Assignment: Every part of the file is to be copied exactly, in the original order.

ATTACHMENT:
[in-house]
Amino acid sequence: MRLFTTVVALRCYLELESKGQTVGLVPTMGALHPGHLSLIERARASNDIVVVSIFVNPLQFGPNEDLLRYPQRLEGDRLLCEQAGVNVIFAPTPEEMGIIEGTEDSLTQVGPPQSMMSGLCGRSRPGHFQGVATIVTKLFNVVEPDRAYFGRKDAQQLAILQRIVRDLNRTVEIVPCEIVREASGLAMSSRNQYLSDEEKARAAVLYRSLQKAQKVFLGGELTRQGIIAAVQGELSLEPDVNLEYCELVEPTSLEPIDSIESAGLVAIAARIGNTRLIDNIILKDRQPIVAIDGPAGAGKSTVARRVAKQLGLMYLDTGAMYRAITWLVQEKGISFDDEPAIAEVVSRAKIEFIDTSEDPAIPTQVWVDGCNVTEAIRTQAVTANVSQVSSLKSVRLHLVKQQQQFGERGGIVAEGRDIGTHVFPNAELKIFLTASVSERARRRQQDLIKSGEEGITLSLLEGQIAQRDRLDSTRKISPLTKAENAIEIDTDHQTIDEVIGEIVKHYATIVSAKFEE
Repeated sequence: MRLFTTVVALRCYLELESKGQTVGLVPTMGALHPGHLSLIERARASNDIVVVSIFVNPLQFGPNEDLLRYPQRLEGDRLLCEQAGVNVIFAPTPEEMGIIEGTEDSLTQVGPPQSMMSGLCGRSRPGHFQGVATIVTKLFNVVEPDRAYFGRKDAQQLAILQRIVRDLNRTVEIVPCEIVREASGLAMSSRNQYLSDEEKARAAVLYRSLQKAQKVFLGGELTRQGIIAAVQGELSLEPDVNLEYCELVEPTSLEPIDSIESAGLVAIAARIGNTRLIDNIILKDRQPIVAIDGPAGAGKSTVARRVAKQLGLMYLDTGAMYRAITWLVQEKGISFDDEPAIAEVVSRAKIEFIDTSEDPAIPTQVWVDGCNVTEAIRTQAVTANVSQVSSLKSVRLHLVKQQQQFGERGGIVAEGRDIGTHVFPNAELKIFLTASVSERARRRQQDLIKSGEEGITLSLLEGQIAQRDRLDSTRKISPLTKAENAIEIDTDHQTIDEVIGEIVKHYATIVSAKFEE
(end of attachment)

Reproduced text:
[in-house]
Amino acid sequence: MRLFTTVVALRCYLELESKGQTVGLVPTMGALHPGHLSLIERARASNDIVVVSIFVNPLQFGPNEDLLRYPQRLEGDRLLCEQAGVNVIFAPTPEEMGIIEGTEDSLTQVGPPQSMMSGLCGRSRPGHFQGVATIVTKLFNVVEPDRAYFGRKDAQQLAILQRIVRDLNRTVEIVPCEIVREASGLAMSSRNQYLSDEEKARAAVLYRSLQKAQKVFLGGELTRQGIIAAVQGELSLEPDVNLEYCELVEPTSLEPIDSIESAGLVAIAARIGNTRLIDNIILKDRQPIVAIDGPAGAGKSTVARRVAKQLGLMYLDTGAMYRAITWLVQEKGISFDDEPAIAEVVSRAKIEFIDTSEDPAIPTQVWVDGCNVTEAIRTQAVTANVSQVSSLKSVRLHLVKQQQQFGERGGIVAEGRDIGTHVFPNAELKIFLTASVSERARRRQQDLIKSGEEGITLSLLEGQIAQRDRLDSTRKISPLTKAENAIEIDTDHQTIDEVIGEIVKHYATIVSAKFEE
Repeated sequence: MRLFTTVVALRCYLELESKGQTVGLVPTMGALHPGHLSLIERARASNDIVVVSIFVNPLQFGPNEDLLRYPQRLEGDRLLCEQAGVNVIFAPTPEEMGIIEGTEDSLTQVGPPQSMMSGLCGRSRPGHFQGVATIVTKLFNVVEPDRAYFGRKDAQQLAILQRIVRDLNRTVEIVPCEIVREASGLAMSSRNQYLSDEEKARAAVLYRSLQKAQKVFLGGELTRQGIIAAVQGELSLEPDVNLEYCELVEPTSLEPIDSIESAGLVAIAARIGNTRLIDNIILKDRQPIVAIDGPAGAGKSTVARRVAKQLGLMYLDTGAMYRAITWLVQEKGISFDDEPAIAEVVSRAKIEFIDTSEDPAIPTQVWVDGCNVTEAIRTQAVTANVSQVSSLKSVRLHLVKQQQQFGERGGIVAEGRDIGTHVFPNAELKIFLTASVSERARRRQQDLIKSGEEGITLSLLEGQIAQRDRLDSTRKISPLTKAENAIEIDTDHQTIDEVIGEIVKHYATIVSAKFEE